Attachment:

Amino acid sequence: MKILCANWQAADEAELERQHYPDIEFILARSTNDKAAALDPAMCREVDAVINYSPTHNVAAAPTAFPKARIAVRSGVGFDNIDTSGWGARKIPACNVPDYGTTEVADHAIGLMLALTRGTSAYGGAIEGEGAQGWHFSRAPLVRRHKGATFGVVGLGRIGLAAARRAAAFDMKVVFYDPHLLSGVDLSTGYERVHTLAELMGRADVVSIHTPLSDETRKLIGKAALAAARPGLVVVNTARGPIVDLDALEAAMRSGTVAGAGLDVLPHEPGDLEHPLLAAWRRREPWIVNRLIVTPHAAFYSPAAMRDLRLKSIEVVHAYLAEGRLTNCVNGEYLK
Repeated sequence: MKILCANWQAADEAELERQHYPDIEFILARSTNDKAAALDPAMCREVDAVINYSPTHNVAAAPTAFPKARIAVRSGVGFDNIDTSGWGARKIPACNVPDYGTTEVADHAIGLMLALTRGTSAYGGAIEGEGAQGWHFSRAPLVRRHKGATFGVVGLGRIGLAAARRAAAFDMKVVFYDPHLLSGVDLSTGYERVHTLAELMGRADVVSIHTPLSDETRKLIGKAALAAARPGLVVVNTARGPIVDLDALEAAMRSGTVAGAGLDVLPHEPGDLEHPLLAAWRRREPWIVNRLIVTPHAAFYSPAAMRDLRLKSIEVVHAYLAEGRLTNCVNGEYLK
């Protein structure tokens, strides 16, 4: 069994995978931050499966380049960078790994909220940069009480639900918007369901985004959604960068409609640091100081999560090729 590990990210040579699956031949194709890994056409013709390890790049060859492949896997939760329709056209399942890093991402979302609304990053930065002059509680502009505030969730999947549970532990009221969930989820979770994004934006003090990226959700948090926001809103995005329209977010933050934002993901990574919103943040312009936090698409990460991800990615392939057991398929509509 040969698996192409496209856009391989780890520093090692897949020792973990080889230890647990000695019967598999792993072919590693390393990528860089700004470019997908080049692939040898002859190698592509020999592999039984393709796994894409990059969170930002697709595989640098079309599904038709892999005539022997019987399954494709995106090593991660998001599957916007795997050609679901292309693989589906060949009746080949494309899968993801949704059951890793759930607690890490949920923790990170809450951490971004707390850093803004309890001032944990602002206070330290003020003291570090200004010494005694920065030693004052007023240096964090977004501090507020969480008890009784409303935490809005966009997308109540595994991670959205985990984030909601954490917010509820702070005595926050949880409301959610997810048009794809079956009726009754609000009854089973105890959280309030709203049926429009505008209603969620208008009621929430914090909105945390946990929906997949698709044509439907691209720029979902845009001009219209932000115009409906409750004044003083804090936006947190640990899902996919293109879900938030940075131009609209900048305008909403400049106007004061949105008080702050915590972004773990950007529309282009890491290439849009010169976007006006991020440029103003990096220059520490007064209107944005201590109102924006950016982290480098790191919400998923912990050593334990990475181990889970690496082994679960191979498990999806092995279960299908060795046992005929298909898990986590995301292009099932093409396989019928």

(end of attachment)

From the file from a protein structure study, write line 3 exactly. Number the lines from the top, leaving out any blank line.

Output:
């Protein structure tokens, strides 16, 4: 069994995978931050499966380049960078790994909220940069009480639900918007369901985004959604960068409609640091100081999560090729 590990990210040579699956031949194709890994056409013709390890790049060859492949896997939760329709056209399942890093991402979302609304990053930065002059509680502009505030969730999947549970532990009221969930989820979770994004934006003090990226959700948090926001809103995005329209977010933050934002993901990574919103943040312009936090698409990460991800990615392939057991398929509509 040969698996192409496209856009391989780890520093090692897949020792973990080889230890647990000695019967598999792993072919590693390393990528860089700004470019997908080049692939040898002859190698592509020999592999039984393709796994894409990059969170930002697709595989640098079309599904038709892999005539022997019987399954494709995106090593991660998001599957916007795997050609679901292309693989589906060949009746080949494309899968993801949704059951890793759930607690890490949920923790990170809450951490971004707390850093803004309890001032944990602002206070330290003020003291570090200004010494005694920065030693004052007023240096964090977004501090507020969480008890009784409303935490809005966009997308109540595994991670959205985990984030909601954490917010509820702070005595926050949880409301959610997810048009794809079956009726009754609000009854089973105890959280309030709203049926429009505008209603969620208008009621929430914090909105945390946990929906997949698709044509439907691209720029979902845009001009219209932000115009409906409750004044003083804090936006947190640990899902996919293109879900938030940075131009609209900048305008909403400049106007004061949105008080702050915590972004773990950007529309282009890491290439849009010169976007006006991020440029103003990096220059520490007064209107944005201590109102924006950016982290480098790191919400998923912990050593334990990475181990889970690496082994679960191979498990999806092995279960299908060795046992005929298909898990986590995301292009099932093409396989019928």